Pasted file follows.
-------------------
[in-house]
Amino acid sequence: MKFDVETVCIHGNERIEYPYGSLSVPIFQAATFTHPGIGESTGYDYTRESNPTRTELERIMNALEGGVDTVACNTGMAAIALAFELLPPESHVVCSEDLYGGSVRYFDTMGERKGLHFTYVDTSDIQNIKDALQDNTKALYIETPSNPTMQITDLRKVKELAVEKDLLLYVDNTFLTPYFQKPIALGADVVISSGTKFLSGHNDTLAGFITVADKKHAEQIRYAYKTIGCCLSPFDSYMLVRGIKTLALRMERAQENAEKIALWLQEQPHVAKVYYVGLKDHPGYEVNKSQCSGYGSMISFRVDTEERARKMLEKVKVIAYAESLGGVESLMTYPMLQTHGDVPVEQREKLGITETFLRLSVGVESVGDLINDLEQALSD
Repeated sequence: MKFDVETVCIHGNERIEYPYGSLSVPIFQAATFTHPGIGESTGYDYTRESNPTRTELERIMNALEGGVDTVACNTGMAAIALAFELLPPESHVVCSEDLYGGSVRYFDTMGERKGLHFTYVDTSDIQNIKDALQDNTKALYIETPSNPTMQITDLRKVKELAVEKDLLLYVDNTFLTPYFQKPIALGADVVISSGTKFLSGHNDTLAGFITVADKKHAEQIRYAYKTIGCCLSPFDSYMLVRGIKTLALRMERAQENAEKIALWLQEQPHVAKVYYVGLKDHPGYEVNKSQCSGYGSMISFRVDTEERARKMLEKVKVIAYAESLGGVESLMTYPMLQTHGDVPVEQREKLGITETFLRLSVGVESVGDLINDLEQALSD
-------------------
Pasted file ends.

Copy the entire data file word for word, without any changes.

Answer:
[in-house]
Amino acid sequence: MKFDVETVCIHGNERIEYPYGSLSVPIFQAATFTHPGIGESTGYDYTRESNPTRTELERIMNALEGGVDTVACNTGMAAIALAFELLPPESHVVCSEDLYGGSVRYFDTMGERKGLHFTYVDTSDIQNIKDALQDNTKALYIETPSNPTMQITDLRKVKELAVEKDLLLYVDNTFLTPYFQKPIALGADVVISSGTKFLSGHNDTLAGFITVADKKHAEQIRYAYKTIGCCLSPFDSYMLVRGIKTLALRMERAQENAEKIALWLQEQPHVAKVYYVGLKDHPGYEVNKSQCSGYGSMISFRVDTEERARKMLEKVKVIAYAESLGGVESLMTYPMLQTHGDVPVEQREKLGITETFLRLSVGVESVGDLINDLEQALSD
Repeated sequence: MKFDVETVCIHGNERIEYPYGSLSVPIFQAATFTHPGIGESTGYDYTRESNPTRTELERIMNALEGGVDTVACNTGMAAIALAFELLPPESHVVCSEDLYGGSVRYFDTMGERKGLHFTYVDTSDIQNIKDALQDNTKALYIETPSNPTMQITDLRKVKELAVEKDLLLYVDNTFLTPYFQKPIALGADVVISSGTKFLSGHNDTLAGFITVADKKHAEQIRYAYKTIGCCLSPFDSYMLVRGIKTLALRMERAQENAEKIALWLQEQPHVAKVYYVGLKDHPGYEVNKSQCSGYGSMISFRVDTEERARKMLEKVKVIAYAESLGGVESLMTYPMLQTHGDVPVEQREKLGITETFLRLSVGVESVGDLINDLEQALSD